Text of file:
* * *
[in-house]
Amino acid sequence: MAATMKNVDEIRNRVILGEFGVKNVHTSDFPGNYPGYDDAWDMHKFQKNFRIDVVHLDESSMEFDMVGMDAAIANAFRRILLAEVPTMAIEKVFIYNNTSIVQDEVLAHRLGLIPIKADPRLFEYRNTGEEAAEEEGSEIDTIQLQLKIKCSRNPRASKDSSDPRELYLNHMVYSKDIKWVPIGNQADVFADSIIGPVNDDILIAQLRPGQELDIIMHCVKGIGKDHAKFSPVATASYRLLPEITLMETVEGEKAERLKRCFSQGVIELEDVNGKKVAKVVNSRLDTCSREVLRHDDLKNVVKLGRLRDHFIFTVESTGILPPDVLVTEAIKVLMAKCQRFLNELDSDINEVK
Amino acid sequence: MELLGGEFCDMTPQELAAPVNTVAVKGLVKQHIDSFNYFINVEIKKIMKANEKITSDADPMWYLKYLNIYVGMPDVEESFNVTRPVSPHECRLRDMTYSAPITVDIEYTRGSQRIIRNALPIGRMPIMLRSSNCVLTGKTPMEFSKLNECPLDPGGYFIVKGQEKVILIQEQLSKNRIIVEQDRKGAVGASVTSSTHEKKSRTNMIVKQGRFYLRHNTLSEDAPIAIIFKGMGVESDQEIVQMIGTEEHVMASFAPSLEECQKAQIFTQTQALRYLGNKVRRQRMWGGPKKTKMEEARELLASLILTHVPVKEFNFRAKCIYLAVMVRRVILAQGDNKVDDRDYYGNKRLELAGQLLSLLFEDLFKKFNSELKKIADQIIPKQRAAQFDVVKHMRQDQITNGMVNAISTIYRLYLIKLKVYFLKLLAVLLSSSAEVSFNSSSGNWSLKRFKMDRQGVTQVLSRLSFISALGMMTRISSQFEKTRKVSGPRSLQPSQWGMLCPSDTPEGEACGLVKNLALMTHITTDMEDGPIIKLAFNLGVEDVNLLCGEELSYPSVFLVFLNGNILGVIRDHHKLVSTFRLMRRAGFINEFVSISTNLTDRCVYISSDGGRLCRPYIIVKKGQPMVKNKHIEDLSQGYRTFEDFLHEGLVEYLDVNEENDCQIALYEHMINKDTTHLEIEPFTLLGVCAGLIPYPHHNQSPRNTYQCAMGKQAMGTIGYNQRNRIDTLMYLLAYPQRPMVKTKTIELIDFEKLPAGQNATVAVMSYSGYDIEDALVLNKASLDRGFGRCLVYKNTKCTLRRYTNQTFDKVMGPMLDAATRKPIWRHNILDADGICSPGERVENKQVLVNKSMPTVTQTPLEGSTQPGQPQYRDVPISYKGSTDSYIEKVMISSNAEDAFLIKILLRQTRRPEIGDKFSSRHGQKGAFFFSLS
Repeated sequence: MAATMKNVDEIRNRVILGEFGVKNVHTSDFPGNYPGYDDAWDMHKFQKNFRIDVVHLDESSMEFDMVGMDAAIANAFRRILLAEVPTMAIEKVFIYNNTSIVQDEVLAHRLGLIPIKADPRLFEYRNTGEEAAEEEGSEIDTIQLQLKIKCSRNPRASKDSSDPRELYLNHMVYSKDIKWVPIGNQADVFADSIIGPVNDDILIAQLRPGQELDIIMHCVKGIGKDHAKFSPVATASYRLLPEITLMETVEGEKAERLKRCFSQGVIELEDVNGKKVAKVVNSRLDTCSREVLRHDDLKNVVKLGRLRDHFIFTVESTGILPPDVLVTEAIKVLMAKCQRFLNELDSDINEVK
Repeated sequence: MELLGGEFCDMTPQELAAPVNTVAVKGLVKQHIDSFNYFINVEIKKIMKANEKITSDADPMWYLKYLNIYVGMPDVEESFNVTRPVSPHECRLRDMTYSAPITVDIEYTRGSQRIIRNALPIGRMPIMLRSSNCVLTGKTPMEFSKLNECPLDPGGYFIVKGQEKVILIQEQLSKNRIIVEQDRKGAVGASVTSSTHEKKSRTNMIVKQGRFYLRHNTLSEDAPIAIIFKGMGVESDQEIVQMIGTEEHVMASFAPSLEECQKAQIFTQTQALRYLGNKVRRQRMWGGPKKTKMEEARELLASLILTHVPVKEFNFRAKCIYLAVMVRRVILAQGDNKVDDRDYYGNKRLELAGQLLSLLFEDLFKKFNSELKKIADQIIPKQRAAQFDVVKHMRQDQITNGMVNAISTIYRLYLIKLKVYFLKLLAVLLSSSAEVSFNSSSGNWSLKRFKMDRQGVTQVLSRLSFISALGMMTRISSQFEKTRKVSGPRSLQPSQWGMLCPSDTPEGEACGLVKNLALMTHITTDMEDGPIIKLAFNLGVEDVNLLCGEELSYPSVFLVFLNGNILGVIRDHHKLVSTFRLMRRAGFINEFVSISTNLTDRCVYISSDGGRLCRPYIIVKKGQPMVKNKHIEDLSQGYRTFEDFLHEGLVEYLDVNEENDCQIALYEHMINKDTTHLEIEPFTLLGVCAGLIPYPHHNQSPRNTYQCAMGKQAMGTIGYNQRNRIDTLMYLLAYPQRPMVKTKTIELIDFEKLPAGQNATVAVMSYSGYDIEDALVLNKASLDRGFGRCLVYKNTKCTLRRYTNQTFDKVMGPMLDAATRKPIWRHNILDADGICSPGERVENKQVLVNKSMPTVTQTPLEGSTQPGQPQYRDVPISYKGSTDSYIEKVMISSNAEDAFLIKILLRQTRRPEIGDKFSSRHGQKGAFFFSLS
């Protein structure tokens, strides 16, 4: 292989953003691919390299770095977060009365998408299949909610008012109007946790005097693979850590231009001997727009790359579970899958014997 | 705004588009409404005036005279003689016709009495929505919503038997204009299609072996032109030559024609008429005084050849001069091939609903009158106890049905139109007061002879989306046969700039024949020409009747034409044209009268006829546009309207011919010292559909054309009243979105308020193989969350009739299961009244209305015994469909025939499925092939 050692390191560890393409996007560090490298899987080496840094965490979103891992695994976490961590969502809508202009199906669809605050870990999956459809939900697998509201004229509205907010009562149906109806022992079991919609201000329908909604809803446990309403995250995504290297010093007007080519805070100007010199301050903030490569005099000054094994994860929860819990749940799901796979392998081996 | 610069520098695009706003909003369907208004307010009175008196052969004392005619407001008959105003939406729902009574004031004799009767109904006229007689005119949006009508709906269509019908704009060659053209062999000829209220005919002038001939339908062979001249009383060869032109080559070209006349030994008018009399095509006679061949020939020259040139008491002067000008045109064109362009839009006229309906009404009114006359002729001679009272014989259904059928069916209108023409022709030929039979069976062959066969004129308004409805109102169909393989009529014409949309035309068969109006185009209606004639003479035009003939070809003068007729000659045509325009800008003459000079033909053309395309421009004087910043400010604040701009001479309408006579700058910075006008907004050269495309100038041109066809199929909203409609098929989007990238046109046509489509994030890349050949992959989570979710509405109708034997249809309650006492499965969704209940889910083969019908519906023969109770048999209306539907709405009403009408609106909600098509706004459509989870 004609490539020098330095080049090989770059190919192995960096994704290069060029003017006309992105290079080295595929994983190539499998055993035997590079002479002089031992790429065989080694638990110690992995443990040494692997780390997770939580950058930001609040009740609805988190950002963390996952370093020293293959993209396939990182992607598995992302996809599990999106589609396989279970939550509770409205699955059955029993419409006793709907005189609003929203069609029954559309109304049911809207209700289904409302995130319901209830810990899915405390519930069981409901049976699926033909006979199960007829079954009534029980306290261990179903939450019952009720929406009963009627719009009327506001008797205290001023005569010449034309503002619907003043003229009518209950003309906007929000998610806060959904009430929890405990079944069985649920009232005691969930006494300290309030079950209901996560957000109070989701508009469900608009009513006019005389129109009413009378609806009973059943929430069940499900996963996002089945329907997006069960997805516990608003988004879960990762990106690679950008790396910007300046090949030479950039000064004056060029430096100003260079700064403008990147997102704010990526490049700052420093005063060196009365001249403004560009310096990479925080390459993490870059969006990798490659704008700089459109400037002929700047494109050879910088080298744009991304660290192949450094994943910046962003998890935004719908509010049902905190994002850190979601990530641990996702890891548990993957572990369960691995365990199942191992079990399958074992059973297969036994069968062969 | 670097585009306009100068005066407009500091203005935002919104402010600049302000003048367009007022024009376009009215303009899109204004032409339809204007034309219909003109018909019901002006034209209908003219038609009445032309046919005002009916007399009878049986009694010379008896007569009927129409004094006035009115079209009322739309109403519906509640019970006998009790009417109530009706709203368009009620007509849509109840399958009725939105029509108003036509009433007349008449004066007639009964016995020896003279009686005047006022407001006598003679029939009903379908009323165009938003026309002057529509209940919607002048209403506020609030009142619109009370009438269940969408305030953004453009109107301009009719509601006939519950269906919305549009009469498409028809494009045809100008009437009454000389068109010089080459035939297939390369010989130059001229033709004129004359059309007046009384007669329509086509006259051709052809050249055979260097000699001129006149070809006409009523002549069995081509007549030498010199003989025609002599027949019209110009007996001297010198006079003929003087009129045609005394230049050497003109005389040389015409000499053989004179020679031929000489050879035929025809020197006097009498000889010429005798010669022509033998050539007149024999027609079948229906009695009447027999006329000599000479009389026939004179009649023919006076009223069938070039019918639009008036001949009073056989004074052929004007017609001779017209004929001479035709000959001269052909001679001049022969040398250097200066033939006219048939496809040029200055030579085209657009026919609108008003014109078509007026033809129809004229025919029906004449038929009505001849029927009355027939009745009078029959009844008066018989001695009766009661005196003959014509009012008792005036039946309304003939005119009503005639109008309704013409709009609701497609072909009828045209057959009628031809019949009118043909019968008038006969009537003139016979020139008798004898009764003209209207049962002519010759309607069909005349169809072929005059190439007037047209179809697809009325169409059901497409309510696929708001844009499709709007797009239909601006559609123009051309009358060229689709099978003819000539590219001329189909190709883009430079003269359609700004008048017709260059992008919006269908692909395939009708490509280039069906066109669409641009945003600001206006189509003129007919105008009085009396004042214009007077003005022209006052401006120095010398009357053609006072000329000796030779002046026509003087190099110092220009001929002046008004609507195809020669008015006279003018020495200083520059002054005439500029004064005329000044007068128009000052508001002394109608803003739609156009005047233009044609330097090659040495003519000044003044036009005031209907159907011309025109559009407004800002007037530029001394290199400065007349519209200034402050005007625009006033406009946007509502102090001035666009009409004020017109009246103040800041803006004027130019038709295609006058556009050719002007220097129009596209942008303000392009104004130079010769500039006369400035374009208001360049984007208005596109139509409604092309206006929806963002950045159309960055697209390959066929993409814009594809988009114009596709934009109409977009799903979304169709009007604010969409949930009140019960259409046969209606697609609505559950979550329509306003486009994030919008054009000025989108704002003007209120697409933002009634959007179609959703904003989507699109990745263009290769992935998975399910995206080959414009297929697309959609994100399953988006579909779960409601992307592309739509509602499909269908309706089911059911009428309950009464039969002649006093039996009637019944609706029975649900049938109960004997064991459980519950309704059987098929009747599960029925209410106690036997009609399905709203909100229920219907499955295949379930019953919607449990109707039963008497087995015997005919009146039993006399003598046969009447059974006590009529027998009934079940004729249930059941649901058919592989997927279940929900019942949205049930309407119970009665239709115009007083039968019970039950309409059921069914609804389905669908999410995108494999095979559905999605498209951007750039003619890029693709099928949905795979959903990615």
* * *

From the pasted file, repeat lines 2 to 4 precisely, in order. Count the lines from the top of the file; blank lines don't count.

Amino acid sequence: MAATMKNVDEIRNRVILGEFGVKNVHTSDFPGNYPGYDDAWDMHKFQKNFRIDVVHLDESSMEFDMVGMDAAIANAFRRILLAEVPTMAIEKVFIYNNTSIVQDEVLAHRLGLIPIKADPRLFEYRNTGEEAAEEEGSEIDTIQLQLKIKCSRNPRASKDSSDPRELYLNHMVYSKDIKWVPIGNQADVFADSIIGPVNDDILIAQLRPGQELDIIMHCVKGIGKDHAKFSPVATASYRLLPEITLMETVEGEKAERLKRCFSQGVIELEDVNGKKVAKVVNSRLDTCSREVLRHDDLKNVVKLGRLRDHFIFTVESTGILPPDVLVTEAIKVLMAKCQRFLNELDSDINEVK
Amino acid sequence: MELLGGEFCDMTPQELAAPVNTVAVKGLVKQHIDSFNYFINVEIKKIMKANEKITSDADPMWYLKYLNIYVGMPDVEESFNVTRPVSPHECRLRDMTYSAPITVDIEYTRGSQRIIRNALPIGRMPIMLRSSNCVLTGKTPMEFSKLNECPLDPGGYFIVKGQEKVILIQEQLSKNRIIVEQDRKGAVGASVTSSTHEKKSRTNMIVKQGRFYLRHNTLSEDAPIAIIFKGMGVESDQEIVQMIGTEEHVMASFAPSLEECQKAQIFTQTQALRYLGNKVRRQRMWGGPKKTKMEEARELLASLILTHVPVKEFNFRAKCIYLAVMVRRVILAQGDNKVDDRDYYGNKRLELAGQLLSLLFEDLFKKFNSELKKIADQIIPKQRAAQFDVVKHMRQDQITNGMVNAISTIYRLYLIKLKVYFLKLLAVLLSSSAEVSFNSSSGNWSLKRFKMDRQGVTQVLSRLSFISALGMMTRISSQFEKTRKVSGPRSLQPSQWGMLCPSDTPEGEACGLVKNLALMTHITTDMEDGPIIKLAFNLGVEDVNLLCGEELSYPSVFLVFLNGNILGVIRDHHKLVSTFRLMRRAGFINEFVSISTNLTDRCVYISSDGGRLCRPYIIVKKGQPMVKNKHIEDLSQGYRTFEDFLHEGLVEYLDVNEENDCQIALYEHMINKDTTHLEIEPFTLLGVCAGLIPYPHHNQSPRNTYQCAMGKQAMGTIGYNQRNRIDTLMYLLAYPQRPMVKTKTIELIDFEKLPAGQNATVAVMSYSGYDIEDALVLNKASLDRGFGRCLVYKNTKCTLRRYTNQTFDKVMGPMLDAATRKPIWRHNILDADGICSPGERVENKQVLVNKSMPTVTQTPLEGSTQPGQPQYRDVPISYKGSTDSYIEKVMISSNAEDAFLIKILLRQTRRPEIGDKFSSRHGQKGAFFFSLS
Repeated sequence: MAATMKNVDEIRNRVILGEFGVKNVHTSDFPGNYPGYDDAWDMHKFQKNFRIDVVHLDESSMEFDMVGMDAAIANAFRRILLAEVPTMAIEKVFIYNNTSIVQDEVLAHRLGLIPIKADPRLFEYRNTGEEAAEEEGSEIDTIQLQLKIKCSRNPRASKDSSDPRELYLNHMVYSKDIKWVPIGNQADVFADSIIGPVNDDILIAQLRPGQELDIIMHCVKGIGKDHAKFSPVATASYRLLPEITLMETVEGEKAERLKRCFSQGVIELEDVNGKKVAKVVNSRLDTCSREVLRHDDLKNVVKLGRLRDHFIFTVESTGILPPDVLVTEAIKVLMAKCQRFLNELDSDINEVK